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Jeanne @ CookSister! April 28, 2012 at 12:04 pm

Great post! and yup, been there, trying to steady my hand/camera on every available surface to try and avoid camera shake in low light…. I have now gone as far as buying a tripod… but have yet to use it!! Need to set aside a weekend to do this, soon…

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Jenn April 28, 2012 at 1:55 pm

Thanks Jeanne! Let me know how it goes :)

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Andrew April 29, 2012 at 3:45 pm

Invaluable is a tripod; I use my all the time when photographing food at home. However I dont take it when travelling as it is just too bulky and unwieldy to carry – and it would annoy people in the small groups I travel in if I start unfolding it in the dark cellars I usually end up, however useful it would be in those conditions!

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Jenn April 29, 2012 at 5:04 pm

Thanks Andrew – Yes, I can definitely understand that!!

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Rochelle May 3, 2012 at 12:08 pm

I love your post! My tripod is my best friend when I take food photos (and anything else inside the house!). You listed every reason I love it too :) (oh and gorgeous photos btw… I need a tomato now, stat!)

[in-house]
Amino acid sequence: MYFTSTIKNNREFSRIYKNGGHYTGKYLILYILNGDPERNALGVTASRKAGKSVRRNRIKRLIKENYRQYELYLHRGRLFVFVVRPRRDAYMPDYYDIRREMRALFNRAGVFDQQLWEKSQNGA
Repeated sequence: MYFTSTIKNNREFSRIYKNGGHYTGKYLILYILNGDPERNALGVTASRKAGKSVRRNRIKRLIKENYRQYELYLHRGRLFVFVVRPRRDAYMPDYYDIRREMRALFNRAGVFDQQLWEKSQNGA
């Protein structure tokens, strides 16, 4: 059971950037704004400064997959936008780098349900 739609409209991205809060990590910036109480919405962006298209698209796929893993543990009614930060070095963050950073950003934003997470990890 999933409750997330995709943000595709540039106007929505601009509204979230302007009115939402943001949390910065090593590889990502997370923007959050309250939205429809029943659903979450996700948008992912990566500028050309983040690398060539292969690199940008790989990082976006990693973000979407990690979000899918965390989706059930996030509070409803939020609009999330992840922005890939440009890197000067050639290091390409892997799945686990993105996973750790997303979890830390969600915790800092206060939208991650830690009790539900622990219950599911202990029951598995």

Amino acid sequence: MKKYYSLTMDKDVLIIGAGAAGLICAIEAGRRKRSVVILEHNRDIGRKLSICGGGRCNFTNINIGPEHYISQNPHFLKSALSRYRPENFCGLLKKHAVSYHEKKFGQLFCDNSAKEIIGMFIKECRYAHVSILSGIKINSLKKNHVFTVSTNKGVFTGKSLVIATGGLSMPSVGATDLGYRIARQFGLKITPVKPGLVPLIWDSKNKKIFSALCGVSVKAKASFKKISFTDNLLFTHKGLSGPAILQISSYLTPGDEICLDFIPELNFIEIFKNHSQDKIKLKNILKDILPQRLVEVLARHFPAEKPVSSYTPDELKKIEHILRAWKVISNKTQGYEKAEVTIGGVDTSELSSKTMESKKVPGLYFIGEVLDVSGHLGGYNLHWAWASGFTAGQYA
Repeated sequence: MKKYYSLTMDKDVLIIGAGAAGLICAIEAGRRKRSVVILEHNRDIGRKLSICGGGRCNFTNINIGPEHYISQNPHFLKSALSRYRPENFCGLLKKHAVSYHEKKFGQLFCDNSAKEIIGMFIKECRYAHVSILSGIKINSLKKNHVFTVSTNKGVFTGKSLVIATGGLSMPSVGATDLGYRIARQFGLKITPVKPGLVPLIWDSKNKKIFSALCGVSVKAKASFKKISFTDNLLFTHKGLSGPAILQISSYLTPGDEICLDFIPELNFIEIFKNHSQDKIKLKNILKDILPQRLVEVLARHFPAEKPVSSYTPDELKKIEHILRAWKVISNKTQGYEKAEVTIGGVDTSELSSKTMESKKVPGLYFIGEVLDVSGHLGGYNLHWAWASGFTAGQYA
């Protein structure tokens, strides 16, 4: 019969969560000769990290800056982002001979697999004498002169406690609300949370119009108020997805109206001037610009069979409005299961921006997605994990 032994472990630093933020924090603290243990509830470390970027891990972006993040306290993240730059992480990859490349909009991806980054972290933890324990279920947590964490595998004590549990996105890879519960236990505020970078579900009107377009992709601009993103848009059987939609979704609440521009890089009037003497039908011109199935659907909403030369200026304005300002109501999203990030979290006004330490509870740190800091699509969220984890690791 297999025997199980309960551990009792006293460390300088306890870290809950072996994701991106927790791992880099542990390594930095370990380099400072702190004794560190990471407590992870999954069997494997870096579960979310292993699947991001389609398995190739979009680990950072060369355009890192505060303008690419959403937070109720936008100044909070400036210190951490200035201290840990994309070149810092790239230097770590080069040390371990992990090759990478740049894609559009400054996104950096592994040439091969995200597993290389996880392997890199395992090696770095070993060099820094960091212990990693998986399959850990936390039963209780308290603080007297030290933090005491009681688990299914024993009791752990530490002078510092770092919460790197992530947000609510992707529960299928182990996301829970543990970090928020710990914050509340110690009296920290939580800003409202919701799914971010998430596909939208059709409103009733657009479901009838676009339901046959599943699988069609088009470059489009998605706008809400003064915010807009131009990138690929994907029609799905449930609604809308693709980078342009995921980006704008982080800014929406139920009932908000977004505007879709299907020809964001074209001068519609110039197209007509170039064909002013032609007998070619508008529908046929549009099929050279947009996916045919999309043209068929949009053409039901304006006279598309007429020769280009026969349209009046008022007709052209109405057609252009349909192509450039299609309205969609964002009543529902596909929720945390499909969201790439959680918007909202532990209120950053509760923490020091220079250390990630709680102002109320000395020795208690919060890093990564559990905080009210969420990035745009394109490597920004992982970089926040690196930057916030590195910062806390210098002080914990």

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MichelleM May 22, 2012 at 6:03 pm

Thank you for the wonderful advice on using a tripod. I was getting super frustrated with my blurry pics… especially when I had that 2nd cup of coffee! Time to get one. :)

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Janet July 11, 2012 at 4:45 pm

Thanks for all the wonderful tutorials, I have thoroughly enjoyed reading them.

I have had a farm/food blog for several years but have done much with it until recently. Right now I am working hard to focus my message while learning to take better photos (new camera is on its way!).

I have a blog question for you. My blog is black with light grey text but it’s hard not to notice that food blogs are black on white. Is there a reason why? I chose a dark background because I think it makes photos pop. But with ALL other blogs having light backgrounds I feel like there might be something I don’t know. Any advice? Thanks!

Janet

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Jenn July 11, 2012 at 4:49 pm

Thanks and enjoy your new camera!

Re: black text on white background, I have mine that way because I find it easier to read. I agree that photos tend to “pop” on a black background, but for me the choice was all about readability of the text. It’s definitely easier for me to read black text on a white background than light text on a black background.